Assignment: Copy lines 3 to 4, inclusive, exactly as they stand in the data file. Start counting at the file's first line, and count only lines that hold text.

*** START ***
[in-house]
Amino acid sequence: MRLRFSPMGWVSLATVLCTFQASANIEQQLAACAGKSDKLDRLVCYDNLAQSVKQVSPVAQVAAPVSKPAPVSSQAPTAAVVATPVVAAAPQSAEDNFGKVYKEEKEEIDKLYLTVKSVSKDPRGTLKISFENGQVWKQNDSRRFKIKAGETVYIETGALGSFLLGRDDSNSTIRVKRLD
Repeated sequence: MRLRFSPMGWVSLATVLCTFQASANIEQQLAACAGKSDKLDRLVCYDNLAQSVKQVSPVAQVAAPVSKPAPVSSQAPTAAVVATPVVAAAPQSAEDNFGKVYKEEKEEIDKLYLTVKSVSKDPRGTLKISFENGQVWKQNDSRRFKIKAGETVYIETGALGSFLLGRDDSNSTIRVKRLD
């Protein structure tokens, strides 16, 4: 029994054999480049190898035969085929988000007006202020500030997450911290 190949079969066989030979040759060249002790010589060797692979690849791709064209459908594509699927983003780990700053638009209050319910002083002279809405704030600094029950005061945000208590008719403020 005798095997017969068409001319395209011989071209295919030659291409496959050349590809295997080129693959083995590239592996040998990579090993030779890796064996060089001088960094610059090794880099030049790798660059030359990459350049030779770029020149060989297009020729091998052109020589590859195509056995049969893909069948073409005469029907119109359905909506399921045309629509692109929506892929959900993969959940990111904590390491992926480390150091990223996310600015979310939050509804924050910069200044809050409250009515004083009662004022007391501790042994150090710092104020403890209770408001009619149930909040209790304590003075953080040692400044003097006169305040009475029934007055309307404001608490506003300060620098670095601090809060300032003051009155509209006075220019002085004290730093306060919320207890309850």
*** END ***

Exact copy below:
Repeated sequence: MRLRFSPMGWVSLATVLCTFQASANIEQQLAACAGKSDKLDRLVCYDNLAQSVKQVSPVAQVAAPVSKPAPVSSQAPTAAVVATPVVAAAPQSAEDNFGKVYKEEKEEIDKLYLTVKSVSKDPRGTLKISFENGQVWKQNDSRRFKIKAGETVYIETGALGSFLLGRDDSNSTIRVKRLD
């Protein structure tokens, strides 16, 4: 029994054999480049190898035969085929988000007006202020500030997450911290 190949079969066989030979040759060249002790010589060797692979690849791709064209459908594509699927983003780990700053638009209050319910002083002279809405704030600094029950005061945000208590008719403020 005798095997017969068409001319395209011989071209295919030659291409496959050349590809295997080129693959083995590239592996040998990579090993030779890796064996060089001088960094610059090794880099030049790798660059030359990459350049030779770029020149060989297009020729091998052109020589590859195509056995049969893909069948073409005469029907119109359905909506399921045309629509692109929506892929959900993969959940990111904590390491992926480390150091990223996310600015979310939050509804924050910069200044809050409250009515004083009662004022007391501790042994150090710092104020403890209770408001009619149930909040209790304590003075953080040692400044003097006169305040009475029934007055309307404001608490506003300060620098670095601090809060300032003051009155509209006075220019002085004290730093306060919320207890309850």